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Calling a thread asynchronously with a callback

P: n/a
I'm a C# developer and I'm new to Python. I would like to know if the concept of Asynchronous call-backs exists in Python. Basically what I mean is that I dispatch a thread and when the thread completes it invokes a method from the calling thread. Sort event driven concept with threads.
Thanks.

Ed Gomez
Nov 27 '06 #1
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P: n/a
Edwin Gomez wrote:
I'm a C# developer and I'm new to Python. I would like to know if the
concept of Asynchronous call-backs exists in Python. Basically what I
mean is that I dispatch a thread and when the thread completes it invokes
a method from the calling thread. Sort event driven concept with threads.
Counter question: does such a thing exist in C#, and if, is it bound to some
existing event loop?

I'm really curious, because having code being interrupted at any time by a
asynchronous callback strikes me as dangerous. But then maybe I'm just a
whimp :)

Diez
Nov 27 '06 #2

P: n/a
Edwin Gomez wrote:
I'm a C# developer and I'm new to Python. I would like to know if
the concept of Asynchronous call-backs exists in Python.
Sure. Either with this:

http://twistedmatrix.com/projects/co...wto/async.html

Or manually using select().
Basically what I mean is that I dispatch a thread and when the
thread completes it invokes a method from the calling thread.
Sort event driven concept with threads.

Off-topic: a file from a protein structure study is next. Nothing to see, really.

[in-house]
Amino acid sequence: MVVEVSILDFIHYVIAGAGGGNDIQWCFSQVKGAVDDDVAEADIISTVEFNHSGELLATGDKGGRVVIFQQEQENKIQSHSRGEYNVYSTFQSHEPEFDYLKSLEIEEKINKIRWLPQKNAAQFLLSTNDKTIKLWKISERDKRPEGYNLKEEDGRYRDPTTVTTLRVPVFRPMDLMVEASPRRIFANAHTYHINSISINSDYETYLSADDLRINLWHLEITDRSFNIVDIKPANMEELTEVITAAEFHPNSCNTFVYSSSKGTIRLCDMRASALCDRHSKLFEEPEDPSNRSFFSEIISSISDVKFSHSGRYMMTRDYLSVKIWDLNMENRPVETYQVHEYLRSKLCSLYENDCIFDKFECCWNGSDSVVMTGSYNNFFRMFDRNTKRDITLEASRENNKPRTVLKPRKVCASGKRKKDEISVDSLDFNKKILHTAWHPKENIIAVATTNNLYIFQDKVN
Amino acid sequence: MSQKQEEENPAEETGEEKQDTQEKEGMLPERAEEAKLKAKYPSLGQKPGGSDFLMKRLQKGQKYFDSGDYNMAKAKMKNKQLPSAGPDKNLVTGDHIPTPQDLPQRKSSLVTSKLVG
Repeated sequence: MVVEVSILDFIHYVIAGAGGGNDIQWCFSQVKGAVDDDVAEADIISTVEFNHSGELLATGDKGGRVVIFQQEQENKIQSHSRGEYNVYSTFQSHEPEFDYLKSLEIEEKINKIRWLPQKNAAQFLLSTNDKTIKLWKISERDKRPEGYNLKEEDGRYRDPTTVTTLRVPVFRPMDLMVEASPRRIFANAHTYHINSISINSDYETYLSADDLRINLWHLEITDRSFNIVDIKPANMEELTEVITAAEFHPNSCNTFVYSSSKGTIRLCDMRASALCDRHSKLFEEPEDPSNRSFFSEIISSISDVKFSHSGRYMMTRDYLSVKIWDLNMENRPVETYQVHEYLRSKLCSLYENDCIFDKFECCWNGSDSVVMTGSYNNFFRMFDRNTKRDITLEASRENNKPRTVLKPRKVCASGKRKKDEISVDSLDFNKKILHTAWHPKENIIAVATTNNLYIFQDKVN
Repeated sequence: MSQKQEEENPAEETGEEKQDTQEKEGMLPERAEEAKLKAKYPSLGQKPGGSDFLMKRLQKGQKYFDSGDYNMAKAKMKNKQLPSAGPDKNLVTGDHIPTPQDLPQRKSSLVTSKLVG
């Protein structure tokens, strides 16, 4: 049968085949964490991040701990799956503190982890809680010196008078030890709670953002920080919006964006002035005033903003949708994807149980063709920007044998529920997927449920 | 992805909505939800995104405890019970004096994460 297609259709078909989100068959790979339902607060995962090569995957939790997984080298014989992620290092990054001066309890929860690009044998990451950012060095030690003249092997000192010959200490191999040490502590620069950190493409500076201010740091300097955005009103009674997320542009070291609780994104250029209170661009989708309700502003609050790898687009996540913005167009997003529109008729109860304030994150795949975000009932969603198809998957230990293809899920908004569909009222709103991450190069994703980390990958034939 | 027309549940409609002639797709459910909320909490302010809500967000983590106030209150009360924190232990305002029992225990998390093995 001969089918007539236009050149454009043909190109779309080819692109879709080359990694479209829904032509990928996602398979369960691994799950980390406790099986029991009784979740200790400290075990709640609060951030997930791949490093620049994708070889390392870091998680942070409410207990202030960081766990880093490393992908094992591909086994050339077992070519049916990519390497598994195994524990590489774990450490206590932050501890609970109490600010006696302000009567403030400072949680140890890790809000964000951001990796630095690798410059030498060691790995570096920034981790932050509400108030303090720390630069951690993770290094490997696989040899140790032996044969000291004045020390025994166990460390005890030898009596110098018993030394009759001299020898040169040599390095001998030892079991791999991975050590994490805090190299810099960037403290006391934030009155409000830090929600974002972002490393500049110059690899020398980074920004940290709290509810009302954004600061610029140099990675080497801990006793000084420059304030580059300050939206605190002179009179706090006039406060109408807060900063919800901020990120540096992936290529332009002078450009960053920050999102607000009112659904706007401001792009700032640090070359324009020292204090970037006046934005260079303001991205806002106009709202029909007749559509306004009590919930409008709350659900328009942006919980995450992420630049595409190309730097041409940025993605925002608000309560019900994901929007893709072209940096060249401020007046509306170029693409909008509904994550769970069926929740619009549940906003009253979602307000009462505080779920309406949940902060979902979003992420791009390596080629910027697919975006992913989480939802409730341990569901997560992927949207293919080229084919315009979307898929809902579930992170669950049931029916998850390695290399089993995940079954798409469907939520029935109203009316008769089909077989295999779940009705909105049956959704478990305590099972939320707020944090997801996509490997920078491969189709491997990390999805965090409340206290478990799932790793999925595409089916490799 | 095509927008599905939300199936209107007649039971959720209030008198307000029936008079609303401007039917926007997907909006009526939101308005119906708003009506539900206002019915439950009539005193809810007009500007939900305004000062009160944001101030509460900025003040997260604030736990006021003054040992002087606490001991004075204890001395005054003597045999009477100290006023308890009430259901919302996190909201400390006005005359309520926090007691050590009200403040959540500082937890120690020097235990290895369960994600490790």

What you describe here isn't the only way to do asynchronous
callbacks. See above for a simpler way.

Regards,
Björn

--
BOFH excuse #233:

TCP/IP UDP alarm threshold is set too low.

Nov 27 '06 #3

P: n/a

Diez B. Roggisch wrote:
Edwin Gomez wrote:
I'm a C# developer and I'm new to Python. I would like to know if the
concept of Asynchronous call-backs exists in Python. Basically what I
mean is that I dispatch a thread and when the thread completes it invokes
a method from the calling thread. Sort event driven concept with threads.

Counter question: does such a thing exist in C#, and if, is it bound to some
existing event loop?

I'm really curious, because having code being interrupted at any time by a
asynchronous callback strikes me as dangerous. But then maybe I'm just a
whimp :)
I've used them with Windows Forms,. The callback puts a message in the
event loop. It doesn't actually interrupt the code.

Fuzzyman
http://www.voidspace.org.uk/python/index.shtml
Diez
Nov 27 '06 #4

P: n/a
"Diez B. Roggisch" <de***@nospam.web.dewrote:
Edwin Gomez wrote:
>I'm a C# developer and I'm new to Python. I would like to know if
the concept of Asynchronous call-backs exists in Python. Basically
what I mean is that I dispatch a thread and when the thread completes
it invokes a method from the calling thread. Sort event driven
concept with threads.

Counter question: does such a thing exist in C#, and if, is it bound
to some existing event loop?
Yes, or rather the concept exists in .Net. C# and other .Net languages
don't actually allow pointers to functions, instead they implement